- Published: September 12, 2012
- Written by Joshua Jackson
Among the hopes held for the future of the intersection of neuroscience and law, the reduction of the recidivism rate figures prominently. In 1961 and continuing through 1963, a team of Harvard researchers under the direction of Dr. Timothy Leary conducted a study at Concord State Prison in Massachusetts on the possible therapeutic effect of psilocybin on recidivism.
The study was conducted not out of a interest in reducing recidivism rates but rather because “recidivism would be an objective measure of behavior change that would more persuasively demonstrate the effects of psychedelic-assisted psychotherapy than subjective self-report questionnaires and tests.” (Doblin 1999) This motivation then is inverted from that of the Initiative on Neuroscience and the Law.
In 1999 the Multidisciplinary Association for Psychedelic Studies published a follow up to the Concord Prison Experiment. Although the initial reports from the study were positive, the follow-up study found that “published claims of a treatment effect were erroneous.” (Doblin 1999)
Meanwhile, a previous study published by the same author had supported the findings of the famous “Good Friday Experiment” conducted under Leary's supervision. The results of that study were also reproduced with more rigorous methods by Johns Hopkins University researchers in 2006.
The original Concord Experiment paper cites and the MAPS follow-up emphasizes the “necessity of embedding psilocybin-assisted psychotherapy with inmates within a comprehensive treatment plan that includes post-release non-drug group support programs.” (Doblin 1999) Further research is necessary to determine if psilocybin can be used to good effect within such a program.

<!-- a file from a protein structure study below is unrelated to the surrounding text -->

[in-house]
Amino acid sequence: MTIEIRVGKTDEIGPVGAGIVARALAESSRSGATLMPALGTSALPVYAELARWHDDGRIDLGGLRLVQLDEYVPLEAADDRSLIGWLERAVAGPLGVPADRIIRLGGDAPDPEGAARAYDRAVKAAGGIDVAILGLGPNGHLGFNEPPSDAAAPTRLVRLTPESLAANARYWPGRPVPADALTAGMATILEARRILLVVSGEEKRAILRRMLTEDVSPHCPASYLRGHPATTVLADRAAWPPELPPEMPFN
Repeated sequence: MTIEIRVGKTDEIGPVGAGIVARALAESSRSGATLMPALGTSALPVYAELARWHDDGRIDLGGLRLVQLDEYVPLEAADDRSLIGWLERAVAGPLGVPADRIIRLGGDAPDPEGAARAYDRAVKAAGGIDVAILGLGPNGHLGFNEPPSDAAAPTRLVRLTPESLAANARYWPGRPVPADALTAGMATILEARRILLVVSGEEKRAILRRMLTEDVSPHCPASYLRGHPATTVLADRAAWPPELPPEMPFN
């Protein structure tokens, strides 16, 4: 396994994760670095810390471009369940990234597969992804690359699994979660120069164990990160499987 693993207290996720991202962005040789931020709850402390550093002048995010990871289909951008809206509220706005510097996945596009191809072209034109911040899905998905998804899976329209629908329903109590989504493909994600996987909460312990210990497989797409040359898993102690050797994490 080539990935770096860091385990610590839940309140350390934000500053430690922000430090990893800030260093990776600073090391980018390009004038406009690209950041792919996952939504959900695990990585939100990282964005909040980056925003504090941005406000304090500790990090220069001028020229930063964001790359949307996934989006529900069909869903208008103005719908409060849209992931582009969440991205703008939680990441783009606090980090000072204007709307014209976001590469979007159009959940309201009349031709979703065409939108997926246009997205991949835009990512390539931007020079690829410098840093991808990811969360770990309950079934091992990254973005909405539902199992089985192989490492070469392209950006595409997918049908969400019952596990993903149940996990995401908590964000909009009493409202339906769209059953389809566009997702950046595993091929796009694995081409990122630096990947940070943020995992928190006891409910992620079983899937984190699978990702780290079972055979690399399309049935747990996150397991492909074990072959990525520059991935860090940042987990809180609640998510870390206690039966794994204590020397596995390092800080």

It is notable that in the Concord Experiment, the California Personality Inventory showed significant increases in Tolerance and and Achievement via Conformity, which would be expected to lead to a reduction in recidivism. (Leary 1965) Ironically, this failure of change in measured personality to translate to a reduction in recidivism validates Dr. Leary's original insight that recidivism would be a more significant demonstration of the merits of a treatment. When future work in neuroscience inevitably uncovers new treatments suspected of being of use in improving the course of human lives, recidivism may prove to be a valuable acid test.
1. LEARY, T “A New Behavior Change Program Using Psilocybin” Psychotherapy Vol. 2, No. 2, July, 1965, pp. 61-72
2. DOBLIN, R “Dr. Leary's Concord Prison Experiment: A 34 Year Follow-Up Study” MAPS Bulletin Vol. 9, No. 4 Winter 1999/2000 pp. 10-18
4. PAHNKE, W. N. “Drugs and Mysticism: An Analysis of the Relationship between Psychedelic Drugs and the Mystical Consciousness” Thesis presented to the Committee on Higher Degrees in History and Philosophy of Religion, Harvard University, June 1963
5. GRIFFITHS, R. R. “Mystical-type experiences occasioned by psilocybin mediate the attribution of personal meaning and spiritual significance 14 months later” Psychopharmacology 187 pp. 268-283